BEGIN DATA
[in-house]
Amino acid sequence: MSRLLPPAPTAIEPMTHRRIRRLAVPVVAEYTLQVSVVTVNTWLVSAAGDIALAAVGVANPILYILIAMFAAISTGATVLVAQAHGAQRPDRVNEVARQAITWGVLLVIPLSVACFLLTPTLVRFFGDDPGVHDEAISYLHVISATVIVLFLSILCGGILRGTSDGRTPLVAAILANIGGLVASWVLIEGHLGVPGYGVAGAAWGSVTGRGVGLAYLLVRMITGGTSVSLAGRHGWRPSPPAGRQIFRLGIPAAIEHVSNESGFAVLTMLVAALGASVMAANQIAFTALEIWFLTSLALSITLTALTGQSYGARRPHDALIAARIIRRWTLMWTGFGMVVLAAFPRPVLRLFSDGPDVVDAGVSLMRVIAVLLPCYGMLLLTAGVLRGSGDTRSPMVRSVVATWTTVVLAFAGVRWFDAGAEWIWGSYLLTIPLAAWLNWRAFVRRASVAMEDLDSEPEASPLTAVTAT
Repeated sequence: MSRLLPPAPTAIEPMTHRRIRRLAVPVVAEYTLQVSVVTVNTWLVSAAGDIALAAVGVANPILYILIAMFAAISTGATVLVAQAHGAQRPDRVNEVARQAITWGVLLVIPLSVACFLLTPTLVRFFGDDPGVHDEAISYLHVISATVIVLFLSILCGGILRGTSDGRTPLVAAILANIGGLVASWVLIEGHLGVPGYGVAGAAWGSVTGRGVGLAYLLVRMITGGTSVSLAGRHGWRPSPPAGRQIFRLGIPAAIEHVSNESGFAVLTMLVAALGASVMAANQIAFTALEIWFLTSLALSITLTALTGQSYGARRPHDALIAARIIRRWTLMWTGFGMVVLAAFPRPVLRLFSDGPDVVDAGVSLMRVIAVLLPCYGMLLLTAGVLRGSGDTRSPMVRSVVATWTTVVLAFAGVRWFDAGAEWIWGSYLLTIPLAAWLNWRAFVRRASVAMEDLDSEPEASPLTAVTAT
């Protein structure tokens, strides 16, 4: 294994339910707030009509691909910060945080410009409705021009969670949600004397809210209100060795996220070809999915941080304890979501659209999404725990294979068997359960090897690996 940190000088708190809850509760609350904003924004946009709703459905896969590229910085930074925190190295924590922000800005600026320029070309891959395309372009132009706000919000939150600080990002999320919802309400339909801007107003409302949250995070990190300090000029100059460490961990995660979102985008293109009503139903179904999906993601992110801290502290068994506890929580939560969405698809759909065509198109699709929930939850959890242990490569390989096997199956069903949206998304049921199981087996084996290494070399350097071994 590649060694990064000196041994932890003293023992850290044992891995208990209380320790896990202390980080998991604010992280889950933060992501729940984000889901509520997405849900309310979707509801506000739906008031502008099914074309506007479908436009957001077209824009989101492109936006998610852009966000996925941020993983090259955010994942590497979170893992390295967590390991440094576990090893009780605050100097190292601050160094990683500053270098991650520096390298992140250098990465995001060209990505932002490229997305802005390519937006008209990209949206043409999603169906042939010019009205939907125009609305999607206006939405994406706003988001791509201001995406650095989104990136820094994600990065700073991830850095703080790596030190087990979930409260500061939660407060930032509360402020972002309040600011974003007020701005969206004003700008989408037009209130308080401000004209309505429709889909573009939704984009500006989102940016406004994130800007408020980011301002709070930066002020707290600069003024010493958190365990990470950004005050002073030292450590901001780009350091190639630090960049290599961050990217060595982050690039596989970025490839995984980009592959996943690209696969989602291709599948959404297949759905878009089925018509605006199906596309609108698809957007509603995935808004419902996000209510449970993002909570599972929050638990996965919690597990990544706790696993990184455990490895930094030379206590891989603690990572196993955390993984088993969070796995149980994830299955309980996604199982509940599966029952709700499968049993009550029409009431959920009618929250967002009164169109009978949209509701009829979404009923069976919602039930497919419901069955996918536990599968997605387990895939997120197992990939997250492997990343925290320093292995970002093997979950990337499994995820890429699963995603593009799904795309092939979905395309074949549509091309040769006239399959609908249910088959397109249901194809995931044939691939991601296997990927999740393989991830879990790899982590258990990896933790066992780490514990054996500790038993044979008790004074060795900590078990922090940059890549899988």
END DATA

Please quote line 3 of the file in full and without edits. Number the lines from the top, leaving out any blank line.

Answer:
Repeated sequence: MSRLLPPAPTAIEPMTHRRIRRLAVPVVAEYTLQVSVVTVNTWLVSAAGDIALAAVGVANPILYILIAMFAAISTGATVLVAQAHGAQRPDRVNEVARQAITWGVLLVIPLSVACFLLTPTLVRFFGDDPGVHDEAISYLHVISATVIVLFLSILCGGILRGTSDGRTPLVAAILANIGGLVASWVLIEGHLGVPGYGVAGAAWGSVTGRGVGLAYLLVRMITGGTSVSLAGRHGWRPSPPAGRQIFRLGIPAAIEHVSNESGFAVLTMLVAALGASVMAANQIAFTALEIWFLTSLALSITLTALTGQSYGARRPHDALIAARIIRRWTLMWTGFGMVVLAAFPRPVLRLFSDGPDVVDAGVSLMRVIAVLLPCYGMLLLTAGVLRGSGDTRSPMVRSVVATWTTVVLAFAGVRWFDAGAEWIWGSYLLTIPLAAWLNWRAFVRRASVAMEDLDSEPEASPLTAVTAT